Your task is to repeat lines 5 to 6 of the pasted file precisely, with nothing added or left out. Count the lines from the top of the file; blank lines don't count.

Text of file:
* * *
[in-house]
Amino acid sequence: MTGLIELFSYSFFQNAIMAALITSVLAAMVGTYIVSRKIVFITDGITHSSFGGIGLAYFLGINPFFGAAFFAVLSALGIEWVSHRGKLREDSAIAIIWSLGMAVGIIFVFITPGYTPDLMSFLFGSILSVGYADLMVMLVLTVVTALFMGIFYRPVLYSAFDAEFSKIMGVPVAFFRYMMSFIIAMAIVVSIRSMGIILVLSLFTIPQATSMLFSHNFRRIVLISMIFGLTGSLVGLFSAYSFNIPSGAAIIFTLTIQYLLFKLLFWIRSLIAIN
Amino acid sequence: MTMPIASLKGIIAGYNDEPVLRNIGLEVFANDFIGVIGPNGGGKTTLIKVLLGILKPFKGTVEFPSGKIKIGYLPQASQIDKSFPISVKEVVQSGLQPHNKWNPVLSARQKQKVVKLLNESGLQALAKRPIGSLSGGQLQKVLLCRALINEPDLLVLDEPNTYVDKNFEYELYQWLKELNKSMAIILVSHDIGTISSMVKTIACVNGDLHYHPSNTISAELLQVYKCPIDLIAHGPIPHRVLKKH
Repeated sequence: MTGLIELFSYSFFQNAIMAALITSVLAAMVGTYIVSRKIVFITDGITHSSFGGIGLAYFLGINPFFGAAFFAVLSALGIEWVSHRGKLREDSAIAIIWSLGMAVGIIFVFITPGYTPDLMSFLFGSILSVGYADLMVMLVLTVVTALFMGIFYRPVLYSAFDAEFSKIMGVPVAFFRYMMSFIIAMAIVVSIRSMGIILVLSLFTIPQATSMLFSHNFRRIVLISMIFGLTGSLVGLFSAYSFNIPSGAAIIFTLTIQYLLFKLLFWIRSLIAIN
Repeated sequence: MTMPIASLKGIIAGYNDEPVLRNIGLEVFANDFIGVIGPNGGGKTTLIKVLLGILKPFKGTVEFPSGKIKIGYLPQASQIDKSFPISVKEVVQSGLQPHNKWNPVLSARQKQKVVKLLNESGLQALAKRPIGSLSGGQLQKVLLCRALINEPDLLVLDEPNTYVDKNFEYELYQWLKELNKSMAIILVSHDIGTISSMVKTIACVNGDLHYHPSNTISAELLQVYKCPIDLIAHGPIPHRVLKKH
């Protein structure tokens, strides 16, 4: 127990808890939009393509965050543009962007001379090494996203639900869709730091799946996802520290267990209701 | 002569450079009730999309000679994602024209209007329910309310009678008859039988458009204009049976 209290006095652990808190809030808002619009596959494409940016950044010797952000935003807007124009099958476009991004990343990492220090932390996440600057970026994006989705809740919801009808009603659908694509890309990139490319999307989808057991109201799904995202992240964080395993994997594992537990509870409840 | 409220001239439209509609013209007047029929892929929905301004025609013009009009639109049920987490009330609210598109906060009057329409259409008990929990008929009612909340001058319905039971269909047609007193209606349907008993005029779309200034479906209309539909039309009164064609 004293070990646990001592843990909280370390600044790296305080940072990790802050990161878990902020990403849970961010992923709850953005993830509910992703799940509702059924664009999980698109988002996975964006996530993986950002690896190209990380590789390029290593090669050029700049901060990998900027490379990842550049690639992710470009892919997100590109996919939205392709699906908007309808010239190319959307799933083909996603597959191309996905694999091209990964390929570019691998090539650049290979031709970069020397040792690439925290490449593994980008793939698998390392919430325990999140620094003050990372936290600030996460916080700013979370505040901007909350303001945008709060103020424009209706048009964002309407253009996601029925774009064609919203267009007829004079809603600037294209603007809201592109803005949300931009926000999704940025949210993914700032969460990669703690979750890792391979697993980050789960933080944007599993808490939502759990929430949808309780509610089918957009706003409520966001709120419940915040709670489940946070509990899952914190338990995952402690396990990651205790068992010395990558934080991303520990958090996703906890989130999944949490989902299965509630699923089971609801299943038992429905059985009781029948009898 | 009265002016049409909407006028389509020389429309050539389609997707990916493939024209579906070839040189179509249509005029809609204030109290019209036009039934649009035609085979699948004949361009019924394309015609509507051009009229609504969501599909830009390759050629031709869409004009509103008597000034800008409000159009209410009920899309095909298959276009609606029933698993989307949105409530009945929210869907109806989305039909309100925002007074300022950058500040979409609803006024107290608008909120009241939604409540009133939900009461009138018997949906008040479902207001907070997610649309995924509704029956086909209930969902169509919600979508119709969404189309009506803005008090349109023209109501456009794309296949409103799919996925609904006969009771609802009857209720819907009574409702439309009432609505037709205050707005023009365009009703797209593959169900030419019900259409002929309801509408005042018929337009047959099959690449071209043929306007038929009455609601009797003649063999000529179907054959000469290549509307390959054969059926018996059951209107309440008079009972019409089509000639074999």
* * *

Repeated sequence: MTMPIASLKGIIAGYNDEPVLRNIGLEVFANDFIGVIGPNGGGKTTLIKVLLGILKPFKGTVEFPSGKIKIGYLPQASQIDKSFPISVKEVVQSGLQPHNKWNPVLSARQKQKVVKLLNESGLQALAKRPIGSLSGGQLQKVLLCRALINEPDLLVLDEPNTYVDKNFEYELYQWLKELNKSMAIILVSHDIGTISSMVKTIACVNGDLHYHPSNTISAELLQVYKCPIDLIAHGPIPHRVLKKH
């Protein structure tokens, strides 16, 4: 127990808890939009393509965050543009962007001379090494996203639900869709730091799946996802520290267990209701 | 002569450079009730999309000679994602024209209007329910309310009678008859039988458009204009049976 209290006095652990808190809030808002619009596959494409940016950044010797952000935003807007124009099958476009991004990343990492220090932390996440600057970026994006989705809740919801009808009603659908694509890309990139490319999307989808057991109201799904995202992240964080395993994997594992537990509870409840 | 409220001239439209509609013209007047029929892929929905301004025609013009009009639109049920987490009330609210598109906060009057329409259409008990929990008929009612909340001058319905039971269909047609007193209606349907008993005029779309200034479906209309539909039309009164064609 004293070990646990001592843990909280370390600044790296305080940072990790802050990161878990902020990403849970961010992923709850953005993830509910992703799940509702059924664009999980698109988002996975964006996530993986950002690896190209990380590789390029290593090669050029700049901060990998900027490379990842550049690639992710470009892919997100590109996919939205392709699906908007309808010239190319959307799933083909996603597959191309996905694999091209990964390929570019691998090539650049290979031709970069020397040792690439925290490449593994980008793939698998390392919430325990999140620094003050990372936290600030996460916080700013979370505040901007909350303001945008709060103020424009209706048009964002309407253009996601029925774009064609919203267009007829004079809603600037294209603007809201592109803005949300931009926000999704940025949210993914700032969460990669703690979750890792391979697993980050789960933080944007599993808490939502759990929430949808309780509610089918957009706003409520966001709120419940915040709670489940946070509990899952914190338990995952402690396990990651205790068992010395990558934080991303520990958090996703906890989130999944949490989902299965509630699923089971609801299943038992429905059985009781029948009898 | 009265002016049409909407006028389509020389429309050539389609997707990916493939024209579906070839040189179509249509005029809609204030109290019209036009039934649009035609085979699948004949361009019924394309015609509507051009009229609504969501599909830009390759050629031709869409004009509103008597000034800008409000159009209410009920899309095909298959276009609606029933698993989307949105409530009945929210869907109806989305039909309100925002007074300022950058500040979409609803006024107290608008909120009241939604409540009133939900009461009138018997949906008040479902207001907070997610649309995924509704029956086909209930969902169509919600979508119709969404189309009506803005008090349109023209109501456009794309296949409103799919996925609904006969009771609802009857209720819907009574409702439309009432609505037709205050707005023009365009009703797209593959169900030419019900259409002929309801509408005042018929337009047959099959690449071209043929306007038929009455609601009797003649063999000529179907054959000469290549509307390959054969059926018996059951209107309440008079009972019409089509000639074999």